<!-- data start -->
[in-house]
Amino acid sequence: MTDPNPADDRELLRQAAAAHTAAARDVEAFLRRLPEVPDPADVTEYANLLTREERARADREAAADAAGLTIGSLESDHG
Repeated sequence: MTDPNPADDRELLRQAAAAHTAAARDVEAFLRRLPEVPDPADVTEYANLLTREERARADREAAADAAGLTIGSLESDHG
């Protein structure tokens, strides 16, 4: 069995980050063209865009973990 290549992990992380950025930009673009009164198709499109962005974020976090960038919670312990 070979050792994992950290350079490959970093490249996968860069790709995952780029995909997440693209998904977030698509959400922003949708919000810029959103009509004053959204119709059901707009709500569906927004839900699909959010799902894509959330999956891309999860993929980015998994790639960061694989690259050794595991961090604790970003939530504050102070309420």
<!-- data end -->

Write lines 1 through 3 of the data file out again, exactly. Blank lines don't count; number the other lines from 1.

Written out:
[in-house]
Amino acid sequence: MTDPNPADDRELLRQAAAAHTAAARDVEAFLRRLPEVPDPADVTEYANLLTREERARADREAAADAAGLTIGSLESDHG
Repeated sequence: MTDPNPADDRELLRQAAAAHTAAARDVEAFLRRLPEVPDPADVTEYANLLTREERARADREAAADAAGLTIGSLESDHG